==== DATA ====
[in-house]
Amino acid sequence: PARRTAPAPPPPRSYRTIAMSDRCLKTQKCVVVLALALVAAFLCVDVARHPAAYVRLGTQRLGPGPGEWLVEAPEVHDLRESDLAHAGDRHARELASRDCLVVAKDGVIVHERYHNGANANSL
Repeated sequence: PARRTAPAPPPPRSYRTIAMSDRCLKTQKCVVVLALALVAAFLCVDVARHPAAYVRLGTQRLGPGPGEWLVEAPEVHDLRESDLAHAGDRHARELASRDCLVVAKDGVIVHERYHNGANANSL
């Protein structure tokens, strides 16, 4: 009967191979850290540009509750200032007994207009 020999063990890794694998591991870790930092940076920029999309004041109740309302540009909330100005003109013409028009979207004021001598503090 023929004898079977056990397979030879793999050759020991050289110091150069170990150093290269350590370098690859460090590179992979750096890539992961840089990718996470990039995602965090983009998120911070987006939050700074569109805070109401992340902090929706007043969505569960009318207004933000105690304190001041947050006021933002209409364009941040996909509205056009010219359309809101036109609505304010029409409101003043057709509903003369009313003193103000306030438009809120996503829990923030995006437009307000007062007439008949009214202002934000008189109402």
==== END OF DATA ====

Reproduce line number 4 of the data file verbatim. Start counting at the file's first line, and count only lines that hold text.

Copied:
């Protein structure tokens, strides 16, 4: 009967191979850290540009509750200032007994207009 020999063990890794694998591991870790930092940076920029999309004041109740309302540009909330100005003109013409028009979207004021001598503090 023929004898079977056990397979030879793999050759020991050289110091150069170990150093290269350590370098690859460090590179992979750096890539992961840089990718996470990039995602965090983009998120911070987006939050700074569109805070109401992340902090929706007043969505569960009318207004933000105690304190001041947050006021933002209409364009941040996909509205056009010219359309809101036109609505304010029409409101003043057709509903003369009313003193103000306030438009809120996503829990923030995006437009307000007062007439008949009214202002934000008189109402």